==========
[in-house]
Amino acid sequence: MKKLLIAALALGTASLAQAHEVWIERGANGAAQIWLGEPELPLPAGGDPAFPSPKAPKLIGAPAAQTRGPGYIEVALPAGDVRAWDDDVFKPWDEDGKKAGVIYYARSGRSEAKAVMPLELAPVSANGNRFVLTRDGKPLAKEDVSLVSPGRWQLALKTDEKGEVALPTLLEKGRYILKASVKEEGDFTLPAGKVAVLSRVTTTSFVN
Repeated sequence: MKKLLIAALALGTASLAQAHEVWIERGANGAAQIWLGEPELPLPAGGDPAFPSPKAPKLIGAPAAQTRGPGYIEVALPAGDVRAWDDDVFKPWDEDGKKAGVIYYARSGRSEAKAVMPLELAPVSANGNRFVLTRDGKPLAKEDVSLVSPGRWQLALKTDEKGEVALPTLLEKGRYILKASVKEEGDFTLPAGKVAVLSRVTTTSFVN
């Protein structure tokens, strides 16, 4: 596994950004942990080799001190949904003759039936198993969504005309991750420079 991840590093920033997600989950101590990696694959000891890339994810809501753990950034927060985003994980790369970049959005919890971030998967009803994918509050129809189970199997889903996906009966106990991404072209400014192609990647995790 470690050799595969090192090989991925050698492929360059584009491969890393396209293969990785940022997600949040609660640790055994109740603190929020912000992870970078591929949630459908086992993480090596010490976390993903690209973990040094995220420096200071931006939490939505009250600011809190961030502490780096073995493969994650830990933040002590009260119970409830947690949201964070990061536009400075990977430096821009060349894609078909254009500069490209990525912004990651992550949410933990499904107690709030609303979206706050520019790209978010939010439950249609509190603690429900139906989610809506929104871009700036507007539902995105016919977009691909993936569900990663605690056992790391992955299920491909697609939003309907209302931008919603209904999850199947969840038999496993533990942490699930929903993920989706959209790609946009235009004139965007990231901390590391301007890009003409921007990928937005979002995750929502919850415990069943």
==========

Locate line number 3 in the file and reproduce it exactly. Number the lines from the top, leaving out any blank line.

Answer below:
Repeated sequence: MKKLLIAALALGTASLAQAHEVWIERGANGAAQIWLGEPELPLPAGGDPAFPSPKAPKLIGAPAAQTRGPGYIEVALPAGDVRAWDDDVFKPWDEDGKKAGVIYYARSGRSEAKAVMPLELAPVSANGNRFVLTRDGKPLAKEDVSLVSPGRWQLALKTDEKGEVALPTLLEKGRYILKASVKEEGDFTLPAGKVAVLSRVTTTSFVN